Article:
Tuesday, December 11, 2012

afraid of fear?

I wonder if its possible to be afraid of fear? I have always thought I wasn't afraid of much. Lately, though, it has occurred to me that I do a lot of things to avoid fear. It occurs to me that my love of planning is just a mask for fear of  the uncontrolled. My nice stable job -- much less scary than going out on my own as a consultant. Even my lists are at heart a fear of being imperfect.

In meditating of late, I have seen thoughts arise over and over again. Worries about my child, worries about finances, worries about the future. I watch the thoughts bubble up and watch the bubbles pop.. Worry is all fear, wearing one mask or another. And it occurred to me this morning that this kind of fear, well it's just a thought. It isn't any bigger than a thought that my nose itches, or that I need to take out the trash. It isn't something that requires a response or an action. For whatever reason, this was incredibly freeing, and relaxing.

Friday, December 07, 2012

how did I get here?

This week marks my one year anniversary as a Buddhist. I was recently asked what made me become a Buddhist. The question got me thinking -- how did I get here?

I think it goes back a bit. Around five or six years ago, I was a bit of a mess. I was stressed out, amd short tempered. I was gaining weight. My cholesterol was high. My blood pressure was going up. I had headaches all the time. I clearly needed a change.

So I went back to school. I felt energized and my world seemed to expand. I was meeting new people, and seeing a lot of divergent viewpoints on practically everything. As I learned, I found myself opening up to new ideas. And I was forced to take a hard look at myself. I felt a renewed sense of self, but with a strong desire to be a better person. I started a mindfulness practice. I wanted to be more aware and not sleep walk through my life. I made some small steps, and felt improvement. I also felt I wasn't as far as I wanted to go.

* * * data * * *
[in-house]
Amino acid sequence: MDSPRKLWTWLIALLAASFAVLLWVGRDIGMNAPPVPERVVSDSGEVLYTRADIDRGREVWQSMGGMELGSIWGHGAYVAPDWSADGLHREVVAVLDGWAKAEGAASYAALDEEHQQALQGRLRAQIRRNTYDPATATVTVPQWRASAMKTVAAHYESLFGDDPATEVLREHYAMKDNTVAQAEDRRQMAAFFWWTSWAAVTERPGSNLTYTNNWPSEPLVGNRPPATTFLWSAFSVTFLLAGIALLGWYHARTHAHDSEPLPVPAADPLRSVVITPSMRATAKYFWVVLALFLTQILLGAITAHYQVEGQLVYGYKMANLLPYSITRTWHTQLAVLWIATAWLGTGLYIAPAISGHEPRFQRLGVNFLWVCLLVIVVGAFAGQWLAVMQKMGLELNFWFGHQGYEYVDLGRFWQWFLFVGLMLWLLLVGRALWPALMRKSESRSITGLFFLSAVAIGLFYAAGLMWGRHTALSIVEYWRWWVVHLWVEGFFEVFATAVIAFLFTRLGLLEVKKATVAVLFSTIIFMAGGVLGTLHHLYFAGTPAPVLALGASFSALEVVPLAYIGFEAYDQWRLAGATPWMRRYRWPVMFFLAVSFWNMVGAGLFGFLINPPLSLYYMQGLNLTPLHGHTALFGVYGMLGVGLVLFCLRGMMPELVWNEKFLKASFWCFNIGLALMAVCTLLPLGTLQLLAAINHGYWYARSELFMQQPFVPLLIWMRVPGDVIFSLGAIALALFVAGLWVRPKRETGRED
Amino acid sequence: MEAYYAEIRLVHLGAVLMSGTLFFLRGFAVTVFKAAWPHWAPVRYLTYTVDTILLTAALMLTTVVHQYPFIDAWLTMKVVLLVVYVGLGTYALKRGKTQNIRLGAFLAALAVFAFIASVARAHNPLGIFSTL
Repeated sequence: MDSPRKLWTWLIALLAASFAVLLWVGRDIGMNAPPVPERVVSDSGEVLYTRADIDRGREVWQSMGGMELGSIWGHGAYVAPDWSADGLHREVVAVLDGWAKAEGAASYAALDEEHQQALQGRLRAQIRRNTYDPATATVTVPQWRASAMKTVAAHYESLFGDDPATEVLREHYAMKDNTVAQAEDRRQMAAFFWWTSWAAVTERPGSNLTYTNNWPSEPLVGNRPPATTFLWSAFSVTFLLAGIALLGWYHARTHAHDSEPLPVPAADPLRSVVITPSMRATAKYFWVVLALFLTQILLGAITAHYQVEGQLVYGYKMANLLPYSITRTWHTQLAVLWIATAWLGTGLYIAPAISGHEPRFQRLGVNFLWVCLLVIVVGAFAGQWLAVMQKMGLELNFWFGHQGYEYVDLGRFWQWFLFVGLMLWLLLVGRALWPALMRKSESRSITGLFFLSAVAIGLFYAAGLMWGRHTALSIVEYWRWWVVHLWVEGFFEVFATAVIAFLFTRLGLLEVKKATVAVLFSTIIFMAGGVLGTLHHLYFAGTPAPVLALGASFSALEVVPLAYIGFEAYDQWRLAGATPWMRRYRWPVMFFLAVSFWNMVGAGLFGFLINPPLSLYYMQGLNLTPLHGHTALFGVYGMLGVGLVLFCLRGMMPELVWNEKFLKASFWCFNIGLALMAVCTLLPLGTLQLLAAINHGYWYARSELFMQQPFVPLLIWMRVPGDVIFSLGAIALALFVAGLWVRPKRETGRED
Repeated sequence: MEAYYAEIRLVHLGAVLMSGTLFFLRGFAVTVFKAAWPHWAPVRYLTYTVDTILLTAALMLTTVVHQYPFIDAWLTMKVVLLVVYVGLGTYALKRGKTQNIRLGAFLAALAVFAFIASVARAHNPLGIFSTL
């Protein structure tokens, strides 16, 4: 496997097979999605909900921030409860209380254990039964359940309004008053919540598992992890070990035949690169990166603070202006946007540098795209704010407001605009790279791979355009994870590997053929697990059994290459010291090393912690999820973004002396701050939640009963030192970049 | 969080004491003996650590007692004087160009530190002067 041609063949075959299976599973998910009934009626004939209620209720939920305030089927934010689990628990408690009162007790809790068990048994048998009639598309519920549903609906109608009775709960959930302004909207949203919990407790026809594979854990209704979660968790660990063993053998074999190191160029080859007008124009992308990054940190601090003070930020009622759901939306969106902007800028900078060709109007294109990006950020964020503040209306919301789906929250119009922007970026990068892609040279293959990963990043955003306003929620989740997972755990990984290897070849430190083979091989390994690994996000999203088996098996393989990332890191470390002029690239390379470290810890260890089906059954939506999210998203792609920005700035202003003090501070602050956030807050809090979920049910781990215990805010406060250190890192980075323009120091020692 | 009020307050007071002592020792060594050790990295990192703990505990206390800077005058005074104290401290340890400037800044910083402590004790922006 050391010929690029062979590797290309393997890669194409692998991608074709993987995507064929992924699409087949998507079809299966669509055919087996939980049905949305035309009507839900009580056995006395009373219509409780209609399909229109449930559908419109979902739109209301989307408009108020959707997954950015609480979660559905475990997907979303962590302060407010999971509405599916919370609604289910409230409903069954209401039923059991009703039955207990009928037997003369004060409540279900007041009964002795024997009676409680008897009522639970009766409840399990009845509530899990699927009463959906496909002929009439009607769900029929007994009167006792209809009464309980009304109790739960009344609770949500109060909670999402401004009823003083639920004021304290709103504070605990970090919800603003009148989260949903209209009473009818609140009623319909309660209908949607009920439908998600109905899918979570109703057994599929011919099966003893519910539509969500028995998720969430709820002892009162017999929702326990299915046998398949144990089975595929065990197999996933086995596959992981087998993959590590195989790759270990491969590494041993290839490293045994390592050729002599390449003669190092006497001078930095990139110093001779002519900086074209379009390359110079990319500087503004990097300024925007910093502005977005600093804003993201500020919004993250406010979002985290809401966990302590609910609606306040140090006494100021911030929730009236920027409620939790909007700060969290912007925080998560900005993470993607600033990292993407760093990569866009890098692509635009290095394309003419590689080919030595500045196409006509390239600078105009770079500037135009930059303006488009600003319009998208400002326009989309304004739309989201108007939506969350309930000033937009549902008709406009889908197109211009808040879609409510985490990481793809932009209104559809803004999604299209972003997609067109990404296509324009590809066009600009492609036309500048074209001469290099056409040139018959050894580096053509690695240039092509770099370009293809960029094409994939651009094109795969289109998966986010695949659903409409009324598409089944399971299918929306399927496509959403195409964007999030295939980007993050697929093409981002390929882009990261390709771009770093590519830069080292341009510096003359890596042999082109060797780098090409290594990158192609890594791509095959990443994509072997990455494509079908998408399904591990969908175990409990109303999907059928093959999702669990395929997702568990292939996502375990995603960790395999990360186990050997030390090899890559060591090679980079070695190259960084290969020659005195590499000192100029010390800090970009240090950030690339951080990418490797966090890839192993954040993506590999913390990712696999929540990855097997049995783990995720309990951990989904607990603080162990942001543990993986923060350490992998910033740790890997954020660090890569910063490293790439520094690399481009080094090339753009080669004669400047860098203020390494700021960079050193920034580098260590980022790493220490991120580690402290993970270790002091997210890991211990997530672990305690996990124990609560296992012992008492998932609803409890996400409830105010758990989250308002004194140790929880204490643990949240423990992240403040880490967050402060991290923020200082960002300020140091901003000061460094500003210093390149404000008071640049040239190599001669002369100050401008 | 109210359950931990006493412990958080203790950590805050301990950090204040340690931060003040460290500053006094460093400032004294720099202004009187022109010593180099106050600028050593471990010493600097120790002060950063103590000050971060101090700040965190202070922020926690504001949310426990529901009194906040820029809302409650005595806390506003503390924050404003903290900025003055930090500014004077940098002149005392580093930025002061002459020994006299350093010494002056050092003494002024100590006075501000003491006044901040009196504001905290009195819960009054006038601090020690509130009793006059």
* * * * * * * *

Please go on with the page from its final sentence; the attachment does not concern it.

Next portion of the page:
I had friends who meditated, and it seemed to work for them. And I had friends who were Buddhist and that seemed to work too. So I began reading about Buddhism, and trying to meditate. It didn't seem to work well for me. I was frustrated. At that time, I saw an ad for a research study. It coupled meditation instruction with psilocybin. I contacted the research folks the same day. I hoped it would lead to a habit of meditation, or show me what I was doing wrong. And I had always, always been intrigued by hallucinogenics, but had been too afraid to try them on my own. I figured it was a huge opportunity.

It was that, and more. The meditation turned out to be easier than I had thought, and being required to do it daily turned it into a habit. The one on one sessions with the meditation guide turned out to be therapeutic for me. It was a mixture of talk therapy, a discussion of beliefs, and instruction. And the psilocybin was life-altering. It seems stupid that two 8 hour sessions could change my life, but I can only say that it really and truly did. I am still me, but I am MORE me than I ever thought possible. I can't put it into words. I can only say that I have more joy, more compassion, more life than I ever thought possible.

When the study was over, I continued my meditation. I added readings from Buddhist thought. I discovered that everything I read, and heard, was familiar -- like it was all things I already knew. And I also had come to a point where I felt quite strongly that I couldn't get any farther on my path alone. I would need something outside myself. A friend and I started going to the Shambhala Buddhist center in town. I took my refuge vow, formally  committing to Buddhism.

I have not once regretted my decision.